Typhoon Kammuri has intensified in the last day and remains on track for a landfall in the Philippines. Known locally as typhoon Tisoy, the storm has now intensified to a Category 3 equivalent and approaches the Philippines soon after the issuance of its first catastrophe bond.
Typhoon Kammuri is currently located east of the Philippines and is tracking west for a direct landfall in southeastern Luzon, which is the country’s largest and most populated island.
The Joint Typhoon Warning Center (JTWC) estimates typhoon Kammuri’s sustained winds at approximately 120 mph, (105kts) but gusting to nearly 150 mph.
The JTWC’s forecast shows some further intensification right before landfall is possible, with typhoon Kammuri perhaps reaching sustained winds of close to 127 mph, with gusts approaching 155 mph.
After landfall typhoon Kammuri is expected to slowly weaken, although by the time it passes closest to the Philippines capital of Manila it could still have winds of up to 109 mph and higher gusts.
As ever with a typhoon landfall in the Philippines, the immediate danger is to coastal communities from storm surge, damaging winds and torrential rainfall.
But as Kammuri will come relatively close to highly populated Manila there is the prospect of some damage to much more highly urbanised areas as well with this storm.
The global insurance and reinsurance industry will be watching for any potential impacts to natural disaster insurance covers, such as the Philippines parametric disaster insurance facility that is backed by a range of major insurance or reinsurance firms and also some ILS funds as well.
In addition, as of just over one week, the Philippines now has its World Bank facilitated catastrophe bond issuance in force as well.
The country’s first catastrophe bond, this transaction provides the Philippines with $150 million of tropical cyclone disaster insurance protection from the capital markets. The $225m IBRD CAR 123-124 which also provides $75m of earthquake protection as well.
The Philippines catastrophe bond features a modelled loss trigger, meaning after a catastrophe event strikes the country the calculation agent AIR Worldwide will run its models to analyse the event and derive a modelled loss figure, based on pre-defined post-event loss calculation procedures.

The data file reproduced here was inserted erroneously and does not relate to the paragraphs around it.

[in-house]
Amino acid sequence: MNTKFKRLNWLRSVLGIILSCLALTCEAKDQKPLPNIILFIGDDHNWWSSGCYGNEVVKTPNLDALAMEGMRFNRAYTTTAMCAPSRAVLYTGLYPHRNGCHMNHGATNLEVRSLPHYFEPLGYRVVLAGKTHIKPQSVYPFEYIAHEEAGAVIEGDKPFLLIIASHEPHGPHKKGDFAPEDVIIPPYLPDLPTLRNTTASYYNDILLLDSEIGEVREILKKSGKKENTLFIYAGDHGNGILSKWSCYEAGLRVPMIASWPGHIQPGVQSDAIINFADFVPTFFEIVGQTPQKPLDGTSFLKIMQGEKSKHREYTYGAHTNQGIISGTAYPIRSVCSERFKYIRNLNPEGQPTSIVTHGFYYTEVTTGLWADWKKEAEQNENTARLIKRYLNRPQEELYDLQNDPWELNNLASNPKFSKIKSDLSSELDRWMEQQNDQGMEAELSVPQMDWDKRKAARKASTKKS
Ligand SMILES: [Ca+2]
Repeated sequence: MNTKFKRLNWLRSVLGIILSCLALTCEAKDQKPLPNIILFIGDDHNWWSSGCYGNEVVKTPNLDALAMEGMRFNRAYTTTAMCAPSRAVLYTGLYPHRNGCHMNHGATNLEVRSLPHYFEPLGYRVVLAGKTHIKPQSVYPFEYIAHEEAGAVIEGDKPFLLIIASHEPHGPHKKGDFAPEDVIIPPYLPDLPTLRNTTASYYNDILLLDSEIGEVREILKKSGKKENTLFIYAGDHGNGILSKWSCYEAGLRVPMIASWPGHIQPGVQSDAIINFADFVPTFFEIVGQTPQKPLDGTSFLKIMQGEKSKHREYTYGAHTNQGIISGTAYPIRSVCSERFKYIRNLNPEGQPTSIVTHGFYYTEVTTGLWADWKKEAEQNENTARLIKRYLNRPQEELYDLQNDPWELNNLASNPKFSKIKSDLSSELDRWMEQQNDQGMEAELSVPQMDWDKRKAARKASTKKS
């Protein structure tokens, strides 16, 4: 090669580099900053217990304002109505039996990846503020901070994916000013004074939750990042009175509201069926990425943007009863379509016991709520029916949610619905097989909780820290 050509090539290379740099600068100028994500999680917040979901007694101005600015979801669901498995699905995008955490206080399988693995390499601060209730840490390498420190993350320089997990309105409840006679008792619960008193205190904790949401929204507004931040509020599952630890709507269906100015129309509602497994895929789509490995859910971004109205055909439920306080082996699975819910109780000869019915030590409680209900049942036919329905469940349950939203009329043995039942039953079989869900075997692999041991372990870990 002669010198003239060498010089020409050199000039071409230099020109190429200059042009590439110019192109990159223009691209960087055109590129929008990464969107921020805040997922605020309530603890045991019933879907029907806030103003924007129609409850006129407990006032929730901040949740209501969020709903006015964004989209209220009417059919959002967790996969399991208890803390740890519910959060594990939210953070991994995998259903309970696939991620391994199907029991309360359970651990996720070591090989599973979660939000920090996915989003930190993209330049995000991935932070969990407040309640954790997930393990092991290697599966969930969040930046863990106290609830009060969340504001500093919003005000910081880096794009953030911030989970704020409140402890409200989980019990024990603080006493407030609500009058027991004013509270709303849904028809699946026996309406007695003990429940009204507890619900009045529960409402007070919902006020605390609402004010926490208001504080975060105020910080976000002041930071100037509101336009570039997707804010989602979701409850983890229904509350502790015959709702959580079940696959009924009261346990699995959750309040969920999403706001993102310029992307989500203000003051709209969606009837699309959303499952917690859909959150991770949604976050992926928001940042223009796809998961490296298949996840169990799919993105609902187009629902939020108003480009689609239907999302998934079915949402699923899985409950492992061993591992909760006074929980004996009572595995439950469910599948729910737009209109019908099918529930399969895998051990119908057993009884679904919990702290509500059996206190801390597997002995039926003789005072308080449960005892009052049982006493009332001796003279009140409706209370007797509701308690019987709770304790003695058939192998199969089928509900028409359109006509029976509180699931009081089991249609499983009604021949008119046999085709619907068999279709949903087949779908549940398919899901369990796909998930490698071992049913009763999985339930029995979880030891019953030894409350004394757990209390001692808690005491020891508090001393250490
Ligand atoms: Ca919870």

The resulting modelled loss figure will be compared to terms that define whether any payout is due under the cat bonds tropical cyclone coverage. The $150 million of notes are able to payout in increments of 0%, 35%, 70% or 100% of principal, depending on how severe the event was and how high the resulting modelled loss was calculated to be.
It continues to look as if typhoon Kammuri may not be strong enough to trouble the new Philippines catastrophe bond, given it is still a much weaker storm than the only historical typhoon that has been analysed and could have caused a payout.
As we explained last week, in the historical modelling analysis for this Philippines cat bond deal, the only storm in the catalogue that resulted in a high enough modelled loss to trigger a payout was 2013’s typhoon Haiyan, a monster category 5 super typhoon that made direct landfall and even that would only have caused a partial 35% loss of principal.
Hence, for typhoon Kammuri (Tisoy) to result in a loss to holders of the new Philippines catastrophe bond notes, it seems the storm would still need to intensify much more than forecasts currently suggest will be the case.
There could be some uncertainty here though, as the post event loss calculation will likely look at factors such as wind speed etc, related to the storm itself, but also some kind of measurements of exposure as well that could take into account how highly populated the region a typhoon impacts are.
Given Kammuri may come very close to Manila as it crosses Luzon and we can’t know how this could sway the modelled loss output after it is calculated, it could raise the potential for the Philippines cat bond to be considered at risk by those who know the post event loss calculation process factors better than we can.
That said, Kammuri still looks like it won’t be an intense enough storm to trouble the Philippines cat bond at this stage. But it is one for the cat bond market to watch, as well as reinsurance interests with capacity deployed into the country.